“I don’t know what to do!”
“I’m sooo bored! This is boring!!”
What to do when your child is bored
When I was younger I learned, “It’s good to be bored. It teaches you patience. There will be times in your adult life when you are bored and there will be no one to rescue you.”
(No, that didn’t work for me either.)
So I started poking around the Web. Surely someone’s written about this.
The first thing I found said, “Figure out if she just wants your company. You’ll know if she rejects your ideas for activities she’d do alone. So invite her to chat with you while you pay bills or make dinner.” This may work for the child; less so for me. The boredom cries typically coincide with me having to work. So, indulge or not?
Then it said, “Suggest something unusual” like reading a story to the cat. This sounds more like a strategy for very young children. Mine would be perfectly fine playing more video games!
This one is most like what I learned years ago. “Let her be bored. Don’t rescue her as soon as she complains. Tell her you’ll help her in 15 minutes. By then, she may find a way to keep herself busy.” We’re getting closer, but something tells me Lucas will be back 15 minutes from now.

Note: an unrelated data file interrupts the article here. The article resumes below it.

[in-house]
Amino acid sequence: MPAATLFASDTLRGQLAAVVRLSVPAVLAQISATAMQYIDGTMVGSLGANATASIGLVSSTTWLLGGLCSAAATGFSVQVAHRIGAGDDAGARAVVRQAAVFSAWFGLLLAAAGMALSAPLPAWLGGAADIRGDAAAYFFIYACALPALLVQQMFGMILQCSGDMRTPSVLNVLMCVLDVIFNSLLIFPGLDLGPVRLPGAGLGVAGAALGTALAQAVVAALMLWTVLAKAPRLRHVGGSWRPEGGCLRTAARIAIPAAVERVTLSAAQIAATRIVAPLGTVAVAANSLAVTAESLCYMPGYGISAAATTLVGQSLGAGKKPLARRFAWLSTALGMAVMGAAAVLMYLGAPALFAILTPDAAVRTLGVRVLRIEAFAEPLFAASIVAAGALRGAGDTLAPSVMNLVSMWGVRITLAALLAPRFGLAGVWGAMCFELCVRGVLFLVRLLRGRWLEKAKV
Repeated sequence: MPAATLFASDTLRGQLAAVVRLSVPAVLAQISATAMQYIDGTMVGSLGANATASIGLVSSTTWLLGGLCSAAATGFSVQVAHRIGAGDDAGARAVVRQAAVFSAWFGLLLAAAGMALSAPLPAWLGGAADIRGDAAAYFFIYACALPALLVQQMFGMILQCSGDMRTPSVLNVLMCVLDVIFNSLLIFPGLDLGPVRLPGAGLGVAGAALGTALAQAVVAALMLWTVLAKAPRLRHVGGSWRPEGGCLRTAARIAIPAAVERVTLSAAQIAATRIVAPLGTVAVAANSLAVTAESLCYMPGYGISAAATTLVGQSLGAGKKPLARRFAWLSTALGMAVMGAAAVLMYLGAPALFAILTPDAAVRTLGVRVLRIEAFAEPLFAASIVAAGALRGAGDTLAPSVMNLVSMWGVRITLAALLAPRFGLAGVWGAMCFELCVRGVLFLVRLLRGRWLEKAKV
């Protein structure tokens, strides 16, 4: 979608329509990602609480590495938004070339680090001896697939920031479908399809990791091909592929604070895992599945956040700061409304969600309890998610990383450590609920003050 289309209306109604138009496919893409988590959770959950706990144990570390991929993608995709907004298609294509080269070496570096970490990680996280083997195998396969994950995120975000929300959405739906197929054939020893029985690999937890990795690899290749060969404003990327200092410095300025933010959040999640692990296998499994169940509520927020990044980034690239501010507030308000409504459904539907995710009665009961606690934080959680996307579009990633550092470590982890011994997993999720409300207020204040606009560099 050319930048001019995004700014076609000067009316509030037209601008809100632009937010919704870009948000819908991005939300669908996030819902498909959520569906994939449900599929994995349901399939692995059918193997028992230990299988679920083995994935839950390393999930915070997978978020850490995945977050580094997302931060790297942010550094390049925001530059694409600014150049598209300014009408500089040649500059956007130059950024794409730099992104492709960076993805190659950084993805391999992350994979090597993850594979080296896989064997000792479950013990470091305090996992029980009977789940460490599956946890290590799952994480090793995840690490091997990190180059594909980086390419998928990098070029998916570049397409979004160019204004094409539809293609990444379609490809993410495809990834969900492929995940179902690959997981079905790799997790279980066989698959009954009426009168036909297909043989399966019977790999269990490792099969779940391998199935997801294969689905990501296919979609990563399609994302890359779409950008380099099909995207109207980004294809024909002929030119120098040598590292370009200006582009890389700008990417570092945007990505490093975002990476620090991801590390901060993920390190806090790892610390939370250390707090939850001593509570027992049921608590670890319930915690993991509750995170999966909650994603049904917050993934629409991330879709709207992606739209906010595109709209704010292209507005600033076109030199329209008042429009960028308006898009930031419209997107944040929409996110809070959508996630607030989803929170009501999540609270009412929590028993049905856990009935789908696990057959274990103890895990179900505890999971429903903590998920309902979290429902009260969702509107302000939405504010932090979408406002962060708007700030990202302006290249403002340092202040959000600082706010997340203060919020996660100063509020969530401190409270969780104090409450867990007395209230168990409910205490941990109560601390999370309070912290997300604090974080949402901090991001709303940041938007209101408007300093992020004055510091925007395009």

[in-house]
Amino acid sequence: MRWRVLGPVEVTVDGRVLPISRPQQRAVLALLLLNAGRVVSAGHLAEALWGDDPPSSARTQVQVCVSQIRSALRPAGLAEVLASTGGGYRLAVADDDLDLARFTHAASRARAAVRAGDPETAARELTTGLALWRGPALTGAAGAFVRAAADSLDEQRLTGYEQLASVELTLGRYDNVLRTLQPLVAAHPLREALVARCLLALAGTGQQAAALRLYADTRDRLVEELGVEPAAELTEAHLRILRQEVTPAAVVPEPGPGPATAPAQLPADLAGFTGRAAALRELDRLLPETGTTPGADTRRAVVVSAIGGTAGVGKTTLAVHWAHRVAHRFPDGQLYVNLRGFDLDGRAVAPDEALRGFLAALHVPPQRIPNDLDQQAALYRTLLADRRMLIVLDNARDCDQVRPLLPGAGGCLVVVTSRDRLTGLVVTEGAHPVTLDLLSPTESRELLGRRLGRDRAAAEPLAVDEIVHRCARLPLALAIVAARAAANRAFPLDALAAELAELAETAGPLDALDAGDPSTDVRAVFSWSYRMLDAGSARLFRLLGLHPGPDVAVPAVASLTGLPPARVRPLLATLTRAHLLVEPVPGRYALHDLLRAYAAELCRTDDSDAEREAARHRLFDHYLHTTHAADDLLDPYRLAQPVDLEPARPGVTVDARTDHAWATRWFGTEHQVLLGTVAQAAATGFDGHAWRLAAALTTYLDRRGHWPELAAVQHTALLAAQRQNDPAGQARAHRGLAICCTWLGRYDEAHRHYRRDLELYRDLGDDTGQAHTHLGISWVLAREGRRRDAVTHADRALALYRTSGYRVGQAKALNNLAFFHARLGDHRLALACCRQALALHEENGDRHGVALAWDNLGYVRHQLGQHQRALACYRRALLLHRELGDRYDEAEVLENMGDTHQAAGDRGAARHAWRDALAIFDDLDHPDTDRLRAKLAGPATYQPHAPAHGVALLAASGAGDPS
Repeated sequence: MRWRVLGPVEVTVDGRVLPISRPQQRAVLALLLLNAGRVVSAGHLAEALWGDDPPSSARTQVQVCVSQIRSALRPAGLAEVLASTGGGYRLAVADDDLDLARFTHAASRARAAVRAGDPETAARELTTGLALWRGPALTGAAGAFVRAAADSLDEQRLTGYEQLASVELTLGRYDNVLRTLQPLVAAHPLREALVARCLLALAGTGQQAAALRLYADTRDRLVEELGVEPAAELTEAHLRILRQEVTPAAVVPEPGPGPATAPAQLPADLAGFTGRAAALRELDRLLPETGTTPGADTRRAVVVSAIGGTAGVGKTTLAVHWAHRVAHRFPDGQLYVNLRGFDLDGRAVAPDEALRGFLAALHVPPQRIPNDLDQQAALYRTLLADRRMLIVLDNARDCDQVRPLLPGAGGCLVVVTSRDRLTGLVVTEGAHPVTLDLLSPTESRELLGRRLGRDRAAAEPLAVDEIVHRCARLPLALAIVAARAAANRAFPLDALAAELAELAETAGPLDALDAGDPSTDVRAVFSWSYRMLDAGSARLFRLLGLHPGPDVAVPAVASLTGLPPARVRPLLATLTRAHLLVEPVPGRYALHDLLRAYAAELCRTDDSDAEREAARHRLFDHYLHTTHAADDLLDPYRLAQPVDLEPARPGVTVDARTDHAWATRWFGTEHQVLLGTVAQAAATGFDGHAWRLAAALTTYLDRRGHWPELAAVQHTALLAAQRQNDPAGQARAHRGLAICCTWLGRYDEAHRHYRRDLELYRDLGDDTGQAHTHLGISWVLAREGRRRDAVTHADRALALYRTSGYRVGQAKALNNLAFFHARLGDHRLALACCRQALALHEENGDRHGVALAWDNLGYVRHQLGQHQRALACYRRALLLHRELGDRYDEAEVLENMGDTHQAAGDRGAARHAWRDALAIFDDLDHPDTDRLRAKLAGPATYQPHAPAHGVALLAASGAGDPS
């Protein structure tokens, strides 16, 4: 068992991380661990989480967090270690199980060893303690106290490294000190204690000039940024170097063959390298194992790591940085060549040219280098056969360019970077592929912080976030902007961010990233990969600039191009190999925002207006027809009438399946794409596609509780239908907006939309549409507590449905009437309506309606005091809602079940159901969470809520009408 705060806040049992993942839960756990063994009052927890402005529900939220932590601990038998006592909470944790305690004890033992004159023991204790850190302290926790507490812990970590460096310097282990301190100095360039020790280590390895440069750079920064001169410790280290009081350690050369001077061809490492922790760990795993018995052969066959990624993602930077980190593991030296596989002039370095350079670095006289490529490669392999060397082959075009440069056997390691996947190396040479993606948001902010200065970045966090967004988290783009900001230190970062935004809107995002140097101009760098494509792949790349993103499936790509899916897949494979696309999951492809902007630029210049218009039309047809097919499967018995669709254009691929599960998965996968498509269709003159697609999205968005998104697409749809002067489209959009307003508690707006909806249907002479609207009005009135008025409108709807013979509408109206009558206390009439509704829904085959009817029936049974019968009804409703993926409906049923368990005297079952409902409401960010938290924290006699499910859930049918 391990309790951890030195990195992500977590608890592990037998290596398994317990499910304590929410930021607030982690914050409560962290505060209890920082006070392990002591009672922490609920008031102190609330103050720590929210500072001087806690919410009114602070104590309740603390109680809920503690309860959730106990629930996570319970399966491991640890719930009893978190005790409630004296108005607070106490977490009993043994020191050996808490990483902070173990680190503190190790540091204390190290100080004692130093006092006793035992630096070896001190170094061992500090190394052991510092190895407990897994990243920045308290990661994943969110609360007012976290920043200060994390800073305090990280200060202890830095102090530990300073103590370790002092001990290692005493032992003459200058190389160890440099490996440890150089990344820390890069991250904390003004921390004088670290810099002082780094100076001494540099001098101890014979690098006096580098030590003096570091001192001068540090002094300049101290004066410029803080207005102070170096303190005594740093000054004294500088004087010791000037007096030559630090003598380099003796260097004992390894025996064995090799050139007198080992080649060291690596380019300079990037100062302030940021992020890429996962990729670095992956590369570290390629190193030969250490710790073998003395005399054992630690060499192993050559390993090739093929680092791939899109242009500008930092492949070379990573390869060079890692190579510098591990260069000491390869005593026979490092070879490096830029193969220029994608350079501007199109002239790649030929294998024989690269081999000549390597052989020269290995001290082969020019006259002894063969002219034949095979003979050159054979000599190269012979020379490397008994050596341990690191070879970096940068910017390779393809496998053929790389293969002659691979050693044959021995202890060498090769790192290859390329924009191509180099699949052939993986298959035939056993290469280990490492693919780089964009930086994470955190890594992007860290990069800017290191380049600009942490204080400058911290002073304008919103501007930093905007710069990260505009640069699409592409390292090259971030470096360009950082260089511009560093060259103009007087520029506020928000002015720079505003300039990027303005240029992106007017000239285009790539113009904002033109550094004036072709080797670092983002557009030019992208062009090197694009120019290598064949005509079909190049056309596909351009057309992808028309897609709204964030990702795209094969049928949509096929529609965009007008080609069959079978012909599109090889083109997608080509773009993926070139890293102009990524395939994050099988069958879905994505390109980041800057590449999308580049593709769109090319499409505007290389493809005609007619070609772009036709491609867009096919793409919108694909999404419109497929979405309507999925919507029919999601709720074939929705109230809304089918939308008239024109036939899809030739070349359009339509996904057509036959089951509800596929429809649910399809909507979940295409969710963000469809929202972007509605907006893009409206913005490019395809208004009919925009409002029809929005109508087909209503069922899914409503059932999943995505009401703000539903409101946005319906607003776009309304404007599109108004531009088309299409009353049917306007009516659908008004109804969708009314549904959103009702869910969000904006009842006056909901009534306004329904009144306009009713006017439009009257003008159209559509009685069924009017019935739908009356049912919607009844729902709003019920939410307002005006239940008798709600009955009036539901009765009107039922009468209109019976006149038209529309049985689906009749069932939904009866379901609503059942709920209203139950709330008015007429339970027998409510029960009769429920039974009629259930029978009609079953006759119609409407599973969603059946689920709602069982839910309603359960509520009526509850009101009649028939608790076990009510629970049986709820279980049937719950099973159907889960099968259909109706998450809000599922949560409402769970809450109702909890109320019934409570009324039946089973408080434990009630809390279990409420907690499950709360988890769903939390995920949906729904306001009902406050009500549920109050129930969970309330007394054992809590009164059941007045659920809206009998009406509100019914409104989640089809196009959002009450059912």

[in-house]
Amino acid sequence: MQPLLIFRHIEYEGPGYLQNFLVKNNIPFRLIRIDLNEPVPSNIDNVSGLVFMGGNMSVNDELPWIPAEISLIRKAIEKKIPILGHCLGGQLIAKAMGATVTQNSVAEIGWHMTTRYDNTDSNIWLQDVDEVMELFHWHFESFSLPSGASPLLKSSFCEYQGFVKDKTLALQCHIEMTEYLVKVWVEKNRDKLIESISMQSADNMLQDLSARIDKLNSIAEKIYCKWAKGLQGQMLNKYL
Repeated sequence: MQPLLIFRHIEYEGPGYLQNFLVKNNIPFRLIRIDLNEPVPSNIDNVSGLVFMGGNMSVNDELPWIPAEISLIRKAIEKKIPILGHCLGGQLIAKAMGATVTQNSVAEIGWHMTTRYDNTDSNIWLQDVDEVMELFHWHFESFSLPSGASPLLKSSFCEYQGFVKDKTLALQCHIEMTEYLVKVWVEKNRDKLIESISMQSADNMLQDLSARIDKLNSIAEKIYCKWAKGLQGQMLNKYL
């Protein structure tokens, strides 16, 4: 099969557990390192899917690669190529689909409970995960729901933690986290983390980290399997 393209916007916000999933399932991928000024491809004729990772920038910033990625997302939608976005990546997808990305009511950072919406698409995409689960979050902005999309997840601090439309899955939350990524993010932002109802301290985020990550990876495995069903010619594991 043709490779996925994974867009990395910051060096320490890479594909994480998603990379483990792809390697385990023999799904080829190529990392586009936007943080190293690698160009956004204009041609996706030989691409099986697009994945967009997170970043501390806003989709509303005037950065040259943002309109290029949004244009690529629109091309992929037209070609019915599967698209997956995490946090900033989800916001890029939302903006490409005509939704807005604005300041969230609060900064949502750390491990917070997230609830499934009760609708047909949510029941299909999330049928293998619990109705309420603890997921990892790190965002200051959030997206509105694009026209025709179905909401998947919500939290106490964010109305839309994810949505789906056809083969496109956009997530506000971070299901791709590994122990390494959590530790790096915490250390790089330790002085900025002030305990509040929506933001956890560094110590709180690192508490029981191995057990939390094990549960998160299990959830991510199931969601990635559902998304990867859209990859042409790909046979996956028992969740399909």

Child Boredom: A Gift?
Child boredom certainly doesn’t feel like a gift … but this article got me closer to where I started.
It says boredom is a chance for our child to develop skills that will help them leave the nest and lead a full and fulfilling life.
“Part of becoming a successful adult is the ability to problem solve and creatively live one’s life. When your kid says to you, “I’m bored,” what he is really saying to you is that right now I have no idea how to creatively fill my time. Not only is your child’s boredom not a crisis that you need to fill, but it is a huge opportunity for your child to create something out of that bored feeling that will be satisfying and help him develop and mature.”
I also liked the article’s perspective that in an increasingly scheduled and overstimulated society, if your child is occasionally bored, that’s a GOOD thing! “That means you have created some space in his life for him to grow and develop, and you will reap the rewards later if you handle the situation correctly!”
Did this article resonate with you? How do you deal with your child’s boredom?
Good luck from a fellow dad,